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Why the electoral college scenario is a long shot

Photo courtesy of skeeze 

In the weeks since the 2016 election, one thing has become painfully clear.

The involvement of a foreign government in the tampering of the election results has made the desire to block the ascension of the Republican candidate a bipartisan issue.

We are not a sovereign, free nation, if either Russia or a fascist faction gets to choose our president instead of clear, informed majority of the people.

Some of us are hoping for this issue to be resolved by the flipping of enough Electoral College votes to the Democratic candidate.

However, many of us who have been hoping for this outcome since November 8 realize this is a long shot.

A lot of unlikely, unprecedented things must occur for the Electoral College to invalidate current the President-elect.

Of course, one could argue that a lot of unlikely, unprecedented things happened to get us to where we are now.

Let’s look at what has to happen for the electors to save us.

Could the Electoral College save us?

First at least 37 votes have to be cast for a person other than that state’s winner, causing a mutual loss, or 38 must go to the Democratic ticket, or to another Republican candidate of the electors choosing.

In the case of a mutual loss, the House of Representatives chooses the president from among the top three candidates. A similar situation occurs if the electoral college results in a tie, but the House would be free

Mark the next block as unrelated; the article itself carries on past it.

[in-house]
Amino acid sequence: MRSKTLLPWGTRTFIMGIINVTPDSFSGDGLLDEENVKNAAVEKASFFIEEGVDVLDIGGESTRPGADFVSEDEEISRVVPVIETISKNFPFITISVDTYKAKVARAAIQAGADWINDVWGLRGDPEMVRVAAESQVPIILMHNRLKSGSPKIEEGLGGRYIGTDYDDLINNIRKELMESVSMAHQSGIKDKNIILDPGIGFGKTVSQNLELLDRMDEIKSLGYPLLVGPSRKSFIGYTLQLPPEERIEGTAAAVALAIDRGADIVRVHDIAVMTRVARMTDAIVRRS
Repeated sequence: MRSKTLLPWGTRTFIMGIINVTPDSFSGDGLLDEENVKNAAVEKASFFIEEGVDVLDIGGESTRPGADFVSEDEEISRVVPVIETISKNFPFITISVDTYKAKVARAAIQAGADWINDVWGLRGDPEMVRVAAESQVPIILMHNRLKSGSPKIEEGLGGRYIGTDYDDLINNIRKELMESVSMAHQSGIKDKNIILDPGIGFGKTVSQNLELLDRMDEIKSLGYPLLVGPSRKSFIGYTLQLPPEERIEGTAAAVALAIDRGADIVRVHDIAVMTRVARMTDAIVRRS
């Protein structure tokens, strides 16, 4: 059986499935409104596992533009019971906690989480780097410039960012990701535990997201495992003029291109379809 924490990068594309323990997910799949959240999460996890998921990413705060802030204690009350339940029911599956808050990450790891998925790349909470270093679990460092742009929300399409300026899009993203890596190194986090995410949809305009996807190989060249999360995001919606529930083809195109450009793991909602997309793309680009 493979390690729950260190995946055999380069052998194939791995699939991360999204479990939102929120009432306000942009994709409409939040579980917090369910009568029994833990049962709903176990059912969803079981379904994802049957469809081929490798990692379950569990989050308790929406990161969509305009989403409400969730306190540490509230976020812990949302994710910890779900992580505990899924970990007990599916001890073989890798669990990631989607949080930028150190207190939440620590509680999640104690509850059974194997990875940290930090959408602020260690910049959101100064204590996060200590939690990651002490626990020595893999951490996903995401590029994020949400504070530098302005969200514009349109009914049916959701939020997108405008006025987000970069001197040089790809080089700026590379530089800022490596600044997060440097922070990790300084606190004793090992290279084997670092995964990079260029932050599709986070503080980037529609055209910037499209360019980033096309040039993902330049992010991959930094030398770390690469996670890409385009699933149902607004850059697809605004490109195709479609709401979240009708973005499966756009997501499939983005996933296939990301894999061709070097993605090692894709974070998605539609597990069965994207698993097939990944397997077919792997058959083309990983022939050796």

Since the vote for the presidential candidate and the vice presidential candidate are separate, we could end up with a Democratic candidate and a Republican vice president.

In most of the possible scenarios, if the vote goes to the House, since it is Republican controlled, it’s most likely that we would end up back in our current situation.

The Associated Press reached about 330 of the 538 electors, and only one of those polled asserted that they were going to vote against the currently recognized President-elect.

Of course, less than 40 of the ones they did not interview would need to flip their votes for us to have a different outcome.

Several “faithless electors” as they are called, have publicly stated that they believe it is their civic duty to uphold the intentions of the founding fathers, in particular Alexander Hamilton.

Now that slavery is illegal (outside of prison) in the United States, this is actually the only remaining function of the Electoral College. Technology has eliminated all other reasons for “one person, one vote” not to be the law of the land.

Of course technology is also the reason we don’t go with the popular vote.

The founding fathers had faith in democracy or of course they would not have mandated it. Yet they were afraid that a faction could dupe more than half of the nation, and this “misinformed populace” could then elect a demagogue.

Which is exactly what happened.

Again, this is the Electoral College’s remaining actual job, to reject the President-elect, whose conduct meets the literal definition of a demagogue. Whether or not they will cave to the pressure to ignore their duty is another matter.

The good news is, there is hope.

At most only a few states or 38 individual electors give this plan a chance.

And if it fails?

This option is just one of several plans that are in motion to restore our democracy, or prevent what’s left of it from being dismantled.

Given how remote the possibility of success is, you might wonder what the point is of asserting our rights as American citizens to demand a more just situation?

And in the likely event that the current plan fails, what’s next?

We’ll talk about that next.